We are introduced to the character that most closely resembles Clavell in this novel too. Though he reappears in Noble House, we first catch the author as the King's sidekick, a downed soldier who has to struggle with where his loyalties are.
I can not recommend the series enough. Whether you go through it chronologically as written, or in the order of time periods written about, you'll find this a deep addition to the series.
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15 of 15 people found the following review helpful By NyiNya TOP 1000 REVIEWERVINE VOICE on May 29, 2008
Format: Paperback
I cannot believe the previous reviewer and I had the same book. King Rat stands up there with the classic Ivan Denisovich any way you read it...for the great story, or for its cynical look into men's souls. This is truly Clavell's best work, no silly Ninja antics, no inane super TaiPans or Anjin-Sans and their ridiculous MegaMistresses...just a book about real men in real hell, simply written and therefore all the more powerful.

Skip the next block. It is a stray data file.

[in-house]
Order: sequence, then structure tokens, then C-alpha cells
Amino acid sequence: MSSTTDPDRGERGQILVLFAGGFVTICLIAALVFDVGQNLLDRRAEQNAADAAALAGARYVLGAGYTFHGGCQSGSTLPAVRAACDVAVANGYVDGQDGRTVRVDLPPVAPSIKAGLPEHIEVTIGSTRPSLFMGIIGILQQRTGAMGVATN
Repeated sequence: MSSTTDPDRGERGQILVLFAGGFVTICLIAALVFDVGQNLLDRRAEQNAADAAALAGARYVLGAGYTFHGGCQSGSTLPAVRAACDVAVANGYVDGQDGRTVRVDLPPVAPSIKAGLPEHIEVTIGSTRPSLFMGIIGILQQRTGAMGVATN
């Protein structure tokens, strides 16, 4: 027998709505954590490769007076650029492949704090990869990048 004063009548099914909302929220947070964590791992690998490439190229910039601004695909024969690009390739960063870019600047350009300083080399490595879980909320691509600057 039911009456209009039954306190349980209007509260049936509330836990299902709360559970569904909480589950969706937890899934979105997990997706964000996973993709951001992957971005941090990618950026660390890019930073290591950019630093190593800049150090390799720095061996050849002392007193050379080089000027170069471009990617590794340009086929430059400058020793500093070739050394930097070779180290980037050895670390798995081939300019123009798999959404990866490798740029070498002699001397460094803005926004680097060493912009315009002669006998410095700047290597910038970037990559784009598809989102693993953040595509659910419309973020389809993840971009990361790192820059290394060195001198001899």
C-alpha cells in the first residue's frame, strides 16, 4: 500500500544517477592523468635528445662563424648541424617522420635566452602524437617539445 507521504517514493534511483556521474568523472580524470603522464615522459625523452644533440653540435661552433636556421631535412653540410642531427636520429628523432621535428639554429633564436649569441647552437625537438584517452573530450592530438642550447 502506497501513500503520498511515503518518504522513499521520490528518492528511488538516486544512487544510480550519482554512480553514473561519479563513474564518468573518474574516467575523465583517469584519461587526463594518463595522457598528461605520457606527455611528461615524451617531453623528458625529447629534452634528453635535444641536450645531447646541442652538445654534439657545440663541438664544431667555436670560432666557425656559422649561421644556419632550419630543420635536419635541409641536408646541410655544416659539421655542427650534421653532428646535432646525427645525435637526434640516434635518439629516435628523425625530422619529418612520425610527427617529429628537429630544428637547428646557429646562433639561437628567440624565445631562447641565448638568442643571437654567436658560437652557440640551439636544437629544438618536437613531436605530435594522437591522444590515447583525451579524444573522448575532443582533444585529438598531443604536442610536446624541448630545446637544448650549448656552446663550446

King Rat is a young, cocky American civilian who finds himself drafted into the Army during WWII, and ends up a POW at the notorious Changi camp. But the King isn't an ordinary POW, he is the finagler par excellance. The savvy corporal trades whatever he gets and makes a profit however he can. And he holds sway over the corrupt POW officers because he deals for them on the black market, exchanging wedding rings and wrist watches for food -- with the King always getting his cut. Is the King wrong to take money or food as his price? The officers, honorable British gentleman, have been known to double deal themselves, little tricks like giving King a fake Rolex to trade -- knowing full well the guard would punish King severely, maybe kill him, if the fraud was discovered. King isn't fooled. He just cheats right back, skimming a little more off the top.

According to the history books, Changi wasn't the worst of the Japanese POW camps. That honor is held by a place known only as 4-B, a place where 300 Australian soldiers found out what hell was like on a bad day (and if the subject interests you, this relatively unknow POW camp is worth reading about). But Changi was bad enough.